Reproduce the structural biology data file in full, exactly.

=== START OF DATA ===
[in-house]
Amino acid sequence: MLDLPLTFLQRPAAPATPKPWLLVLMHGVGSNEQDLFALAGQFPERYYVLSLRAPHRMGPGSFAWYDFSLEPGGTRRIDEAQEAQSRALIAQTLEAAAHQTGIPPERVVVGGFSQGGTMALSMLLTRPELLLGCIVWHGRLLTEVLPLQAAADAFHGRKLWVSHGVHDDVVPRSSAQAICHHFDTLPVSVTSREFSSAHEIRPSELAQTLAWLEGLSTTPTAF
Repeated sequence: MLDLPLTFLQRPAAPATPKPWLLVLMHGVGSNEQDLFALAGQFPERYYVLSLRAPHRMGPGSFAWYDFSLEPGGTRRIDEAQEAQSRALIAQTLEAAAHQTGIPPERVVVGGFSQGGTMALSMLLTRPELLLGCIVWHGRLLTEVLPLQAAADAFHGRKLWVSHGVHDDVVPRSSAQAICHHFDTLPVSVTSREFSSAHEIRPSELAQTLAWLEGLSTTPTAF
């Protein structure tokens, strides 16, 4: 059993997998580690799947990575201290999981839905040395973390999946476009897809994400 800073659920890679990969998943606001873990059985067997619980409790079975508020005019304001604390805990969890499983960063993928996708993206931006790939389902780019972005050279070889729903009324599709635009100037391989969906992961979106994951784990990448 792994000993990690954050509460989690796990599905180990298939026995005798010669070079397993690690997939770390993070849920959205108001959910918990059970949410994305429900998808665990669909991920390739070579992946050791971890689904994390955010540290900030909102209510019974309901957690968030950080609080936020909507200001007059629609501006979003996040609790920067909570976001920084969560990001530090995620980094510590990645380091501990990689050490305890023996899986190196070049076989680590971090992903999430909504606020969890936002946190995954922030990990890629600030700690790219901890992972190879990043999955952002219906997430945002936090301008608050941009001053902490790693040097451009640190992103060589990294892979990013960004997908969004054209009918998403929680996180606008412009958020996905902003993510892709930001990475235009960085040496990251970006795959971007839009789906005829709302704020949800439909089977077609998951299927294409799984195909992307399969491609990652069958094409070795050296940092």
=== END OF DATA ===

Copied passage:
[in-house]
Amino acid sequence: MLDLPLTFLQRPAAPATPKPWLLVLMHGVGSNEQDLFALAGQFPERYYVLSLRAPHRMGPGSFAWYDFSLEPGGTRRIDEAQEAQSRALIAQTLEAAAHQTGIPPERVVVGGFSQGGTMALSMLLTRPELLLGCIVWHGRLLTEVLPLQAAADAFHGRKLWVSHGVHDDVVPRSSAQAICHHFDTLPVSVTSREFSSAHEIRPSELAQTLAWLEGLSTTPTAF
Repeated sequence: MLDLPLTFLQRPAAPATPKPWLLVLMHGVGSNEQDLFALAGQFPERYYVLSLRAPHRMGPGSFAWYDFSLEPGGTRRIDEAQEAQSRALIAQTLEAAAHQTGIPPERVVVGGFSQGGTMALSMLLTRPELLLGCIVWHGRLLTEVLPLQAAADAFHGRKLWVSHGVHDDVVPRSSAQAICHHFDTLPVSVTSREFSSAHEIRPSELAQTLAWLEGLSTTPTAF
């Protein structure tokens, strides 16, 4: 059993997998580690799947990575201290999981839905040395973390999946476009897809994400 800073659920890679990969998943606001873990059985067997619980409790079975508020005019304001604390805990969890499983960063993928996708993206931006790939389902780019972005050279070889729903009324599709635009100037391989969906992961979106994951784990990448 792994000993990690954050509460989690796990599905180990298939026995005798010669070079397993690690997939770390993070849920959205108001959910918990059970949410994305429900998808665990669909991920390739070579992946050791971890689904994390955010540290900030909102209510019974309901957690968030950080609080936020909507200001007059629609501006979003996040609790920067909570976001920084969560990001530090995620980094510590990645380091501990990689050490305890023996899986190196070049076989680590971090992903999430909504606020969890936002946190995954922030990990890629600030700690790219901890992972190879990043999955952002219906997430945002936090301008608050941009001053902490790693040097451009640190992103060589990294892979990013960004997908969004054209009918998403929680996180606008412009958020996905902003993510892709930001990475235009960085040496990251970006795959971007839009789906005829709302704020949800439909089977077609998951299927294409799984195909992307399969491609990652069958094409070795050296940092």